Audit: Students may register in a course without intending to obtain credit. Audit students receive the same tutorial support as credit students.
Awards/scholarships: Refer to Web site.
Bachelor degree: A first university degree in a field, for example, Bachelor of Arts or Bachelor of Commerce. Also called an undergraduate degree.
Block transfer credit: Students who are granted admission to a post-diploma program, for example, may be granted a "block of credit" based on their previous learning in a completed credential. In these cases, the student's transcript is reviewed and transfer credit is awarded as a "block of credit" rather than on a course-by-course basis. See Transfer Procedure to Athabasca University.
Business and Administrative Studies: See Applied Studies.
US = catalogue
UK = prospectus
Call Centre: Call Centre advisors provide administrative and technical support to School of Business students.
Challenge for credit: This option allows you to demonstrate that you have acquired a command of the general subject matter, knowledge, and intellectual and other skills that would normally be found in a university-level course. Refer to Challenge for Credit.
Classroom setting: Courses offered in a classroom setting may take place in an actual classroom at an Athabasca University Learning Centre or at a collaborating institution.
Communication: Asynchronous communication describes communication that does not occur simultaneously, for example, computer conferences and email. Synchronous communication is "“live.” It describes communication that occurs simultaneously, for example, in chatrooms, by teleconference, and videoconference.
Complaint: A written and signed statement as a result of which proceedings may be initiated.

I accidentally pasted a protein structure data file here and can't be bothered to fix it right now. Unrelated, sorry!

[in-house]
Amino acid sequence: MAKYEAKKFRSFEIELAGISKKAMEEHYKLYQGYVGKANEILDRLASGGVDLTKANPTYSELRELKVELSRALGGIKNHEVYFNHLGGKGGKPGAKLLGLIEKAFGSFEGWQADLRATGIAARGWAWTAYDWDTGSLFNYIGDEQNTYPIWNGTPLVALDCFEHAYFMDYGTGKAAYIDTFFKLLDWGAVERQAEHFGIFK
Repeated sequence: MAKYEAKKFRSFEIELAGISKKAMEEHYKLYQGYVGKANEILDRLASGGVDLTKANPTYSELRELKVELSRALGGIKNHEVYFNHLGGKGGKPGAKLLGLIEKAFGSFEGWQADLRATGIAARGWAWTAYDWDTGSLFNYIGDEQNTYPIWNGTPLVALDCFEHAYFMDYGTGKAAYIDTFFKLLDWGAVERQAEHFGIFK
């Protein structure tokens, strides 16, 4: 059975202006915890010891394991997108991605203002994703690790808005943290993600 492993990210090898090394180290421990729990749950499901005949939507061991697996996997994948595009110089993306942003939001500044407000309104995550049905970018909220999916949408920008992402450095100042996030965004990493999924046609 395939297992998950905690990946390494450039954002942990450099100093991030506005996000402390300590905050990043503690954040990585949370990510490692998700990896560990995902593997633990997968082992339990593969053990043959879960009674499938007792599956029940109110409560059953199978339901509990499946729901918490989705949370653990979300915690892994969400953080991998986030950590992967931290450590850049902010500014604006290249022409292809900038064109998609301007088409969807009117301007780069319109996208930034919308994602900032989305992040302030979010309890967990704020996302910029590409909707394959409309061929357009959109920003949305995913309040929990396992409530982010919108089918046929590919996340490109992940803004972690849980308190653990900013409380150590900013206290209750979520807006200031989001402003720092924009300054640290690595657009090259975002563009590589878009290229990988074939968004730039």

Computer specs: Upon graduating, students should have a specific level of computer skills, many of which are acquired while completing distance learning courses at Athabasca University. An increasing number of Athabasca University courses require students to have access to a computer with specific configurations. The online syllabus or course coordinator will confirm the hardware or software requirements to complete the course.
Athabasca University's standard computing platform is a computer running MS Windows with MS Office. Some courses support other hardware and software platforms and / or have more specific requirements and these are noted in the online syllabus. Assignments should be submitted in a format compatible with MS Office. Students must have an Internet connection and, in some courses, an Internet service provider (ISP connection). Email access is required.
Minimum Requirements: (check course syllabus), Pentium III or higher, 256 MB RAM, 300 MB free disk space, CD-ROM, mouse, Internet connection, anti-virus software (current), most current version of a Web browser.
Optimum Requirements: (check course syllabus), Pentium IV or higher, 1 GB RAM, 1 GB free disk space, CD-ROM, Mouse, Internet connection , anti-virus software (current), laser or inkjet printer, most current version of a Web browser, backup device, access to fax, Windows XP (or higher)
Concentration: A designated program of study within a three-year program discipline, such as the Bachelor of Arts, Anthropology concentration.